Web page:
Thanksgiving macarons (not a thing, now a thing)
I found this last year when I was home for Thanksgiving and posted it on my Instagram, spelling or grammar, sadly, has never been a skill of mine.
My family has a Thanksgiving tradition, mainly promoted by my mother, since I can’t remember how long. Everyone sitting at our table writes something they’re thankful for and then fold it up and put it in a basket. We then mix them up and everyone pulls out someone else’s gratitude and we all take turns reading them aloud, and the group guesses who’s it is. My mom has saved these notes in ziploc bags, and every year I glance at a couple of old ones, including (now) ex-girlfriends, out-of-state friends, and family members that have passed away. It’s a plastic bag full o’ thanks from appreciating good company to moving past cancer scares. The paper above, lives in one of these bags, a lot of the things still pertain to today.
However you spend this holiday, I hope you are able to take a moment to reflect. I hope that you are reminded that you are important. I hope that you know that you are important if you aren’t reminded… I don’t know really where I’m going with this one but I’ve been very emotional lately, so just let me do me. I’ve just burnt the teapot again, and need to figure out what to do with the ever-so-appropriate for thanksgiving French macaroons I over-baked, so I really must be going anyway.
I now use box mix only once a year, per request of my mother, to make cornbread croutons for Thanksgiving(I can explain more later)
Tyler and I adopted a hubbard squash when we went apple picking, back in September. I say adopted, because the thing is as big as a 1-year-old. Tyler was set on buying a big one, that squash he choose was even too big for the scale at the farm. I had never actually known what a hubbard squash really was until recently, but that’s beside the point. Usually used for decoration, the hubbard squash is a light greenish-bluish color that is speckled in the way that most squash are, and I think it’s very beautiful. Below is a picture of Tyler (right) compared next to an almost identical picture of his dad. I thought it was neat.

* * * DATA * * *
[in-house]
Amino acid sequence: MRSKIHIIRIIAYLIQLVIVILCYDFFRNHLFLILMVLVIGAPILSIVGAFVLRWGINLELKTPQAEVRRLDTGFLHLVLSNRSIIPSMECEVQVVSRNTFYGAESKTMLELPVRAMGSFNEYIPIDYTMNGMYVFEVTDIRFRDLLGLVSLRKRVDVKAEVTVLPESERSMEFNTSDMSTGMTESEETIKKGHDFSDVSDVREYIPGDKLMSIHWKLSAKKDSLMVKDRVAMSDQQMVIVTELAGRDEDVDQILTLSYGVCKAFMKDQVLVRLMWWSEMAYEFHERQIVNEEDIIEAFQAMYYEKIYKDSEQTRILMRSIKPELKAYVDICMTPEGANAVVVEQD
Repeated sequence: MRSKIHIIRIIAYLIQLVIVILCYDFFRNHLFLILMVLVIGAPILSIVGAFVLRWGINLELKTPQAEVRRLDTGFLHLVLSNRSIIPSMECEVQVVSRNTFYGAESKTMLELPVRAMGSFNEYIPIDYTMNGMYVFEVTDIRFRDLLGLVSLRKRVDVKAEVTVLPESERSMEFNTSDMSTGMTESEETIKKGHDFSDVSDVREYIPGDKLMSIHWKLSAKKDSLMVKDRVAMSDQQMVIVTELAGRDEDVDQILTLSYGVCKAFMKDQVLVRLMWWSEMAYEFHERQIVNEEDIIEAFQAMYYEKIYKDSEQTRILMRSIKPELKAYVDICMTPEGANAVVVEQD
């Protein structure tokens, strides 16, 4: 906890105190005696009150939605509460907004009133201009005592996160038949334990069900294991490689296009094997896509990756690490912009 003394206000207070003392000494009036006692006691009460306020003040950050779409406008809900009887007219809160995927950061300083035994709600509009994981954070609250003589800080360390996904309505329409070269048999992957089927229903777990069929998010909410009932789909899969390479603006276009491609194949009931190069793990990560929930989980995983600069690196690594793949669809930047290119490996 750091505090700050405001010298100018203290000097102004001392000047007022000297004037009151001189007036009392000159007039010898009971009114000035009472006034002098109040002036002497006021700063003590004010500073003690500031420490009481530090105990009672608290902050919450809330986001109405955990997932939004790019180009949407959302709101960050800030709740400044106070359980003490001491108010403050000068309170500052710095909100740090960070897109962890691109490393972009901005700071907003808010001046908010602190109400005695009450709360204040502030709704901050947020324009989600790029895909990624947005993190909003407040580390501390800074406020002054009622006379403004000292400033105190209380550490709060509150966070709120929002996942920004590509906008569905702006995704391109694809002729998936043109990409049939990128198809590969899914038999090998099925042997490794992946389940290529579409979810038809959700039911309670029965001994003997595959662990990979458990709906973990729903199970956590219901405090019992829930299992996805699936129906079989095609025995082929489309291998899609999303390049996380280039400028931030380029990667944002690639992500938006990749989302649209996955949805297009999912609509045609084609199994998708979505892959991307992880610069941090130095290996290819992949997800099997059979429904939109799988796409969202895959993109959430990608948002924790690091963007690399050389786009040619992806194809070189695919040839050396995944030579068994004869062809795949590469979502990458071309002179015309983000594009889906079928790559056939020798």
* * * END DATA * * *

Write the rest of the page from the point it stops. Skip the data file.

Now, when we got this squash, Tyler had big plans.. the thing is pretty huge after all. We opened our doors to any friends wanting to help out or keep us company whilst we processed this beast.
Cakes have gotten a bad rap. People equate virtue with turning down dessert. There is always one person at the table who holds up her hand when I serve the cake. No, really, I couldn’t she says, and then gives her flat stomach a conspiratorial little pat. Everyone who is pressing a fork into that first tender layer looks at the person who declined the plate, and they all think, That person is better than I am. That person has discipline. But that isn’t a person with discipline; that is a person who has completely lost touch with joy. A slice of cake never made anybody fat. You don’t eat the whole cake. You don’t eat a cake every day of your life. You take the cake when it is offered because the cake is delicious. You have a slice of cake and what it reminds you of is someplace that’s safe, uncomplicated, without stress. A cake is a party, a birthday, a wedding. A cake is what’s served on the happiest days of your life. This is a story of how my life was saved by cake, so, of course, if sides are to be taken, I will always take the side of cake. —
(via luciwithani : fyoured)
(Source: the-healing-nest, via creativeanchorage)
It’s gloomy outside. I’m making cookies.
I’m also wearing an apron with flowers on it. Because after all, it is Friday.